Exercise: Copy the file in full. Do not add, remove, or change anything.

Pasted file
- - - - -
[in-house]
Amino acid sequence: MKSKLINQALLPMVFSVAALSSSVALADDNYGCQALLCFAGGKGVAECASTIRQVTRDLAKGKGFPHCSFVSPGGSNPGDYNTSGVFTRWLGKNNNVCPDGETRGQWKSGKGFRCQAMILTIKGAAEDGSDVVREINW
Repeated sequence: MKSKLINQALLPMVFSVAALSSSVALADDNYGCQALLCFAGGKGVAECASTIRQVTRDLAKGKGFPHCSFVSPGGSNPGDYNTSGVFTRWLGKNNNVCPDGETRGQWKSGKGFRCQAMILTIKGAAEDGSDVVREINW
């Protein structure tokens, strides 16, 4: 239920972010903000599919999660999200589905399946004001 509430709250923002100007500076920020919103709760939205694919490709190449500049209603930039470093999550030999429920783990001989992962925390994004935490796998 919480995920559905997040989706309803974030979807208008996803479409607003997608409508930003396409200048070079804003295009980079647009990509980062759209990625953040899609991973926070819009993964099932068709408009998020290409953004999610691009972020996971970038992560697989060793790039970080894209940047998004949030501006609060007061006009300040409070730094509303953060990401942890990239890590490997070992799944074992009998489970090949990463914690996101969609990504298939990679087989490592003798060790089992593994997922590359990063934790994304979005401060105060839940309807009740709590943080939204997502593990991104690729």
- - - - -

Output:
[in-house]
Amino acid sequence: MKSKLINQALLPMVFSVAALSSSVALADDNYGCQALLCFAGGKGVAECASTIRQVTRDLAKGKGFPHCSFVSPGGSNPGDYNTSGVFTRWLGKNNNVCPDGETRGQWKSGKGFRCQAMILTIKGAAEDGSDVVREINW
Repeated sequence: MKSKLINQALLPMVFSVAALSSSVALADDNYGCQALLCFAGGKGVAECASTIRQVTRDLAKGKGFPHCSFVSPGGSNPGDYNTSGVFTRWLGKNNNVCPDGETRGQWKSGKGFRCQAMILTIKGAAEDGSDVVREINW
């Protein structure tokens, strides 16, 4: 239920972010903000599919999660999200589905399946004001 509430709250923002100007500076920020919103709760939205694919490709190449500049209603930039470093999550030999429920783990001989992962925390994004935490796998 919480995920559905997040989706309803974030979807208008996803479409607003997608409508930003396409200048070079804003295009980079647009990509980062759209990625953040899609991973926070819009993964099932068709408009998020290409953004999610691009972020996971970038992560697989060793790039970080894209940047998004949030501006609060007061006009300040409070730094509303953060990401942890990239890590490997070992799944074992009998489970090949990463914690996101969609990504298939990679087989490592003798060790089992593994997922590359990063934790994304979005401060105060839940309807009740709590943080939204997502593990991104690729």